Friday, August 20, 2010

Training the Trot


Cole is a very complex horse, and although he is doing terrific walking out on the trail—the arena has been tougher. I’m not sure if the clicker is making him try harder or if that’s just the kind of horse that he is, but he simply surprises me, all the time.

In the beginning, I couldn’t get him to walk consistently. The trail work really helped with that. On the trail, we do work a little with turning, but basically, he has figured out he is supposed to just go forward and not try to nibble on the trees.

Those early rides in the arena, once he started to walk for me, were spent teaching him to keep walking and to turn with a leading rein. I had clicker to help me to tell him when he got things right, and it really seemed to help. Soon, were walking all about the arena.

The next element to add was the trot. We haven’t’ been trotting on the trail, since I spend much of my time correcting him when he volunteers the trot. I want him to know that “walk” is the default gait.

At first, when I asked him to trot when I squeezed my legs, he didn’t know what I wanted. After all, it is the same cue as walking. He needed to learn that leg squeezes don’t necessarily mean to walk, but to go faster than he is currently traveling. To encourage him, I tickled him with the whip, and he trotted on. It was a slow and very smooth trot. I was thrilled. We did it 3 times the first day, and I clicked him as a reward. He stopped for his treat and all was good in the world.

The next arena ride was a little different. He remembered the trotting, and decided to volunteer it. I spent a lot of time explaining to him that he had to walk until I told him otherwise. Finally, he settled down. When I asked him to trot, and he exploded forward—as if the starting gait was opened! I immediately halted him. He did this 3 times in a row, and it was starting to get me nervous. I calmed him down (as I calmed down) and then asked one more time. He was slow and proper. I clicked, and we quit for the day.

My next arena ride went a little better. I got about 4 good transitions right off the bat and clicked him for it. Things were looking up.

It was a few more days before I tried it again. (The trail called.) This was the most interesting day. I think that he figured out what I wanted, so he tried to trot right away. I rode a good 10 minutes until I could get him to just walk. This must have made an impression on him. When I asked him to trot, he did—in place. Yes, my horse was doing piaffes. He didn’t do this once, but time after time. I’m so glad my sister and my niece were there to witness it, or no one would have believed me. Although he was on the forehand, he had a lot of action in his hindquarters, and they told me he looked quite elegant.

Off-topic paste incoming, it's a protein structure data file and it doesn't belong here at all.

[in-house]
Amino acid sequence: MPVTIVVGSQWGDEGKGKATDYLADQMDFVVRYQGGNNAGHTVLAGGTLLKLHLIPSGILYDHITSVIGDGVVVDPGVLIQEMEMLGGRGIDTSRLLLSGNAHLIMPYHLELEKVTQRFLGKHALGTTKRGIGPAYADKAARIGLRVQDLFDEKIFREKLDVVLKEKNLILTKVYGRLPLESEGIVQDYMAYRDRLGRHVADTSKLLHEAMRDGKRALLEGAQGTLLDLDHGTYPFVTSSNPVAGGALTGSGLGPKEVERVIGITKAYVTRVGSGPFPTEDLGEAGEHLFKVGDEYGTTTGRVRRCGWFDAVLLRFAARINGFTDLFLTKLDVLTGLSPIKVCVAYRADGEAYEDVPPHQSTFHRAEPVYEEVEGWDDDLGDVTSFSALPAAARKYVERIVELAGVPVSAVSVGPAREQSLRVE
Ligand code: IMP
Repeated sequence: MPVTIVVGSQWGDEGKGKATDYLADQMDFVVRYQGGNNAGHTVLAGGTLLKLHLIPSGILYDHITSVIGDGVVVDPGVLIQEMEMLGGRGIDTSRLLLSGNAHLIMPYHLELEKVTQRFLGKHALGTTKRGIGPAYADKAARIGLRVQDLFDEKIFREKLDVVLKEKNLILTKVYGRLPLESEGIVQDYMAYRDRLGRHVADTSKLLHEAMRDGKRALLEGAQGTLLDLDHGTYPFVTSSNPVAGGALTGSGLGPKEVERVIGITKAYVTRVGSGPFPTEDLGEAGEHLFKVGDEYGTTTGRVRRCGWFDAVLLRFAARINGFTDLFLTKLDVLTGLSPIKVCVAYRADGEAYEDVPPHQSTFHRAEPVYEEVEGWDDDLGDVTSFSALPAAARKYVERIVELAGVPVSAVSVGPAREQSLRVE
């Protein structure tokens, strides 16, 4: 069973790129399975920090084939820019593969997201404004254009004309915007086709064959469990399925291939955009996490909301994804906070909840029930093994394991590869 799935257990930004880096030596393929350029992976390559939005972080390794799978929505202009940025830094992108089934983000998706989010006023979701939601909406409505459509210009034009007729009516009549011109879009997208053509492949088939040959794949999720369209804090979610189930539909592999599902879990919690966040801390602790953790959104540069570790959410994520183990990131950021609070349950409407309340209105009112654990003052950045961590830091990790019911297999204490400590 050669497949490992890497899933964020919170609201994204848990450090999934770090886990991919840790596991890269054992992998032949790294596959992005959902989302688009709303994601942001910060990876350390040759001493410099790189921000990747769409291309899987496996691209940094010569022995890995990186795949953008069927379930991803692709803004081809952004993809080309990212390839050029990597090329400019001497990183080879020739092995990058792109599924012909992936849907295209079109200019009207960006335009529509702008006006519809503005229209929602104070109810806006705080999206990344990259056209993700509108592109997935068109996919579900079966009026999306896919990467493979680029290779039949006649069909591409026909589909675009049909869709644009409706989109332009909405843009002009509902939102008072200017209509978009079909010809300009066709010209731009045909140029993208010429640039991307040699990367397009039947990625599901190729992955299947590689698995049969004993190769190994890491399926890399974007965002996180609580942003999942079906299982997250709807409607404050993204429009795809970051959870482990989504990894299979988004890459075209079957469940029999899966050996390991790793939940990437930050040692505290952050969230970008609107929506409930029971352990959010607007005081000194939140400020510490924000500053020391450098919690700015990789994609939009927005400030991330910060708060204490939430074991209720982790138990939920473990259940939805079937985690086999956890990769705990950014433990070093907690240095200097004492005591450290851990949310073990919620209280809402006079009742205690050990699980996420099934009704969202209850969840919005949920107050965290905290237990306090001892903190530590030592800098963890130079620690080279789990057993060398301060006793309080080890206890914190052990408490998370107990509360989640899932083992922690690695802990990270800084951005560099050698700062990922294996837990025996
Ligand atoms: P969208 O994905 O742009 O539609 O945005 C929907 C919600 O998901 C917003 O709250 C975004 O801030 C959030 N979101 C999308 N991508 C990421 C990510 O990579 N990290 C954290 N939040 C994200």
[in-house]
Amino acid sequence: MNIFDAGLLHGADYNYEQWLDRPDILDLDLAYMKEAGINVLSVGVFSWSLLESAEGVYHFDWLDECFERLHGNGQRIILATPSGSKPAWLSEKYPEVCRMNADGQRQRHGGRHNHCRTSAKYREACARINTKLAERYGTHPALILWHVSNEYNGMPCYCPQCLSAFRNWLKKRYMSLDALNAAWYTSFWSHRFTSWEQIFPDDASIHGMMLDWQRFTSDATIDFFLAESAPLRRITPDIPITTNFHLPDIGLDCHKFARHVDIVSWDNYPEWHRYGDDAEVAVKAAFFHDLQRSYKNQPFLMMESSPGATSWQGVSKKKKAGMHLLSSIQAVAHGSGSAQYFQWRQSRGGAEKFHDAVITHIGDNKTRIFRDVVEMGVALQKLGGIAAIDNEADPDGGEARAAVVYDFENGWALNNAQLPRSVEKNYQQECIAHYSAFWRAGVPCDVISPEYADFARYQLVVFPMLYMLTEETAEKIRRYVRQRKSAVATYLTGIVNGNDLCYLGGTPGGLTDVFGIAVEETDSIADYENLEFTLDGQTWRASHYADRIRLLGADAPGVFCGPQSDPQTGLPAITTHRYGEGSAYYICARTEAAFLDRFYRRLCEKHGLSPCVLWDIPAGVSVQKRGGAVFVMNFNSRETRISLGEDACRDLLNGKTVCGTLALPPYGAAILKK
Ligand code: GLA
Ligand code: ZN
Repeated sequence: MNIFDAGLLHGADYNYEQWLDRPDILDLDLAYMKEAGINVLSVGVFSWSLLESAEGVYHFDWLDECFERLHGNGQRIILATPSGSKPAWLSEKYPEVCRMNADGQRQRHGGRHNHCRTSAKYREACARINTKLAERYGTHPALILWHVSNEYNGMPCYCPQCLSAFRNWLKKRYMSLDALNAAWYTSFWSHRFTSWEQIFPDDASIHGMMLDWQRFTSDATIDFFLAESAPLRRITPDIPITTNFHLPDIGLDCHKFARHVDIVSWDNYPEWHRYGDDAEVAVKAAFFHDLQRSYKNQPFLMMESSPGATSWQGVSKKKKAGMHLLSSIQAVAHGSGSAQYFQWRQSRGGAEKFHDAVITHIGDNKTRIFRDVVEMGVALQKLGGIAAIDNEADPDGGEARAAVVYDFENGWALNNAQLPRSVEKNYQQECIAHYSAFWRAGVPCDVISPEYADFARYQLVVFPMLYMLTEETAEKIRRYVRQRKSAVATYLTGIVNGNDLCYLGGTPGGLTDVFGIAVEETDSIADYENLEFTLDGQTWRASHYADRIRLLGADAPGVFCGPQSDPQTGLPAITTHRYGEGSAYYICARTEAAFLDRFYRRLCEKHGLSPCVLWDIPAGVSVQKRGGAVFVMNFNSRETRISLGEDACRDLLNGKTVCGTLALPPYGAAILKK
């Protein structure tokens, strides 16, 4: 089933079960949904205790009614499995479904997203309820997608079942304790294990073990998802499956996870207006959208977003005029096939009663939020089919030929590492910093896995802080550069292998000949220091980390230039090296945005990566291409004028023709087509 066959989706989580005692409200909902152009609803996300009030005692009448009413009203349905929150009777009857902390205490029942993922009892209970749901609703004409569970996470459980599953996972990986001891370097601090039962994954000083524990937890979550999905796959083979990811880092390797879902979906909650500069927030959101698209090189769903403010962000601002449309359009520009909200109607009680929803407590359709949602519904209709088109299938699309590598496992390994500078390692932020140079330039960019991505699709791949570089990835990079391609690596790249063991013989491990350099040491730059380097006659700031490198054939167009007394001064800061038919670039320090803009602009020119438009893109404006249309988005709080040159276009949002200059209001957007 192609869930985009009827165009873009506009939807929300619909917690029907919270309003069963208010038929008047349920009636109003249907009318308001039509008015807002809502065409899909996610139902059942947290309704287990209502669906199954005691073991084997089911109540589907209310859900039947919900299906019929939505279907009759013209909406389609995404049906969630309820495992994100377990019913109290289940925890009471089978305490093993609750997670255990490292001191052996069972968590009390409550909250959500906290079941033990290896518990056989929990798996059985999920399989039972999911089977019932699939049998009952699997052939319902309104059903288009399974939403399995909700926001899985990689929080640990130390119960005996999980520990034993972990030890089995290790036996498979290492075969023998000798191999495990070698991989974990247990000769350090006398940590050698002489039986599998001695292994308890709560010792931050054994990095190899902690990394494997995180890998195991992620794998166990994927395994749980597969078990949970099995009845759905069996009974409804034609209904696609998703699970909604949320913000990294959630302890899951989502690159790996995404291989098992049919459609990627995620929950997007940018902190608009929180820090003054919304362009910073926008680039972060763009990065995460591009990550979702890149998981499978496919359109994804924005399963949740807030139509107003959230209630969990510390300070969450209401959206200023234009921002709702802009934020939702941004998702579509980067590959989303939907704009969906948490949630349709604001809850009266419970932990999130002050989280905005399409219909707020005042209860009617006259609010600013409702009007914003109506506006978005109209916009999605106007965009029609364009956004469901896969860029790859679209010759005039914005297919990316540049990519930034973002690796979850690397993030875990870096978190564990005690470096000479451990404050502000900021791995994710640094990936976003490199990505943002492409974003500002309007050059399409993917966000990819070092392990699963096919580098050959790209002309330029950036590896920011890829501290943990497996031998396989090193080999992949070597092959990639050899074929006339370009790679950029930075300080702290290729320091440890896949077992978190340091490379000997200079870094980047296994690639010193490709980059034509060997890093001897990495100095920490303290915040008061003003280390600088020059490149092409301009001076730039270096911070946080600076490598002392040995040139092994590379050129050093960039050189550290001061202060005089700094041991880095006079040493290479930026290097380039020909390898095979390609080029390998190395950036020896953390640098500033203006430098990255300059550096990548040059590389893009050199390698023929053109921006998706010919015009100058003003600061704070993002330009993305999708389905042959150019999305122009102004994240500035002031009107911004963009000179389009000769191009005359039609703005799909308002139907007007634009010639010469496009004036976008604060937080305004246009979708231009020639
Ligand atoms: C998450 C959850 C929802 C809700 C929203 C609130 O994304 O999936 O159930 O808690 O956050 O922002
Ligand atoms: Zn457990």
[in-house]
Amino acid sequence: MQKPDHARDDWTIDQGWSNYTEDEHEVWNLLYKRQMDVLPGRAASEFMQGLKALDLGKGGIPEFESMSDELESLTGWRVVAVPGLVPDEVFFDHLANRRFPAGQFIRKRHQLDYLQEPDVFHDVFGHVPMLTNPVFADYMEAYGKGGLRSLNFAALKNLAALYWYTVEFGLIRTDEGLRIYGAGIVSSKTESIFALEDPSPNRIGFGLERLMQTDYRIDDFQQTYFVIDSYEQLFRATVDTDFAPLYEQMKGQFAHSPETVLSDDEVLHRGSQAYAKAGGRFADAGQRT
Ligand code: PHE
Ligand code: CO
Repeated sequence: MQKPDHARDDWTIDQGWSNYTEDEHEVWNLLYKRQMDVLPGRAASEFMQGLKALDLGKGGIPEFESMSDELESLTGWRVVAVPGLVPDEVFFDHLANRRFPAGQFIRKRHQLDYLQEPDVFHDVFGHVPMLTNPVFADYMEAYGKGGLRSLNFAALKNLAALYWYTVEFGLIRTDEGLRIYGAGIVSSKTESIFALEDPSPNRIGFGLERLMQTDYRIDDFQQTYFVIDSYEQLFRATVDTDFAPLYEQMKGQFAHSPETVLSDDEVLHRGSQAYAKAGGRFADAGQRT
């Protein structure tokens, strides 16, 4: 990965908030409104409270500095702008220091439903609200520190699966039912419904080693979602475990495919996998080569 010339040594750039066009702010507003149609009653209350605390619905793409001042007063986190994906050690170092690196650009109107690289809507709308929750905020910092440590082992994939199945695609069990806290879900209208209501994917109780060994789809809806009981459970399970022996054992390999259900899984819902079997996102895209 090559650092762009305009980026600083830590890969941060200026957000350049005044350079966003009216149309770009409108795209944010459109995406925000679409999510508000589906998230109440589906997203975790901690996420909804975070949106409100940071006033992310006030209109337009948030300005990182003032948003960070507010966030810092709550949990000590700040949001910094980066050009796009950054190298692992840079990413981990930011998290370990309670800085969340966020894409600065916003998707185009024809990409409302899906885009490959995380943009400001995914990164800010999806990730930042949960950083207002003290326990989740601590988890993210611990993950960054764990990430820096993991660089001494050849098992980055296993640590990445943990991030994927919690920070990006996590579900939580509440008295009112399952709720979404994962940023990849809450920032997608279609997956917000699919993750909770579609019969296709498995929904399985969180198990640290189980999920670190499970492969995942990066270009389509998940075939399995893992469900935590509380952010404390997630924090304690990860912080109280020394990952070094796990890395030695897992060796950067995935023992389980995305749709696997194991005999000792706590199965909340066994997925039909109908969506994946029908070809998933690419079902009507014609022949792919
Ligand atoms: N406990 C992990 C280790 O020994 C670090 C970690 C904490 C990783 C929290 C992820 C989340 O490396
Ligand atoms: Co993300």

I clicked him whenever he started to give me forward movement, and slowly, he started to improve. We took a break, I tried it again and he trotted forward. I clicked and quit for the day.

The next day, I was there to try again. I wasn’t going to give up, though I confess, he did make me nervous. This time, I figured out that I could get him to settle down and walk for me if I clicked him for walking. The answer to that problem was literally in the palm of my hand. Cole needed to know that he would get a reward if he walked well. He quieted down much quicker.

This time, when I asked him to trot, he went forward, but fast. I clicked for the upward transitions, but I didn’t want to click him if he was out of control. One time, he really did seem out of control, so instead of clicking to get him to stop, I tried to stop him with the reins. He was very resistant, but when he did stop, I clicked him for it. This ride was better, but still, he scared me enough that I didn’t want to trot really far. The power in his hindquarters is amazing—yet he is still very smooth. We quit the trotting when I needed a break and spent the rest of the session working on walking and turning.

I still wasn’t going to give up. It was never this difficult with any of the other horses I’ve trained. Oh, how I wish I had that old round pen, again…

One more time…

I had a plan. First of all, I would click for a quiet walk in the beginning as before. It worked. Once we warmed up, I asked him to trot, but rather than clicking for an upward transition, I asked him to come back down to a walk and clicked him for that. Each time, I trotted a little further, and each time, he became more relaxed. Suddenly, he was listening to me ask him to turn at a trot instead of barging forward in a straight line. I was less nervous, and he was doing so much better.

I decided that I would trot him a full circle. It was wonderful! He gave me a very powerful trot, but listened to my requests. We made it all the way around. I asked him to walk, clicked, reached into my treat pouch—only to find it empty. All the carrot pieces bounced out as we went around the circle. I rubbed his neck (which he loves) and told him how wonderful he was. We were done trotting for the day, but we did some easy walk exercises and went for a stroll on the driveway as a special reward.

I believe we reached a turning point with out ring work.

1 comment:

achieve1dream said...

He is such a quick learner. As soon as you clicked for a trot he was eager to trot lol. I'm glad you figured out you needed to click the walk. I don't know how long it would have taken me to figure that one out lol. Glad I can watch and learn before I have to do the real thing. Although two years is starting to feel like such a loooooooong time. :)

I was going to suggest as I was reading this post maybe putting him on a lunge line for a security net, but you got it figured out in the end without using a crutch so kudos to you. :) I have a feeling I'll have Chrome on a lunge line for our first rides because I'm a coward like that lol. And he'll know the one rein stop before I ever get on. :)

Keep up the fabulous work!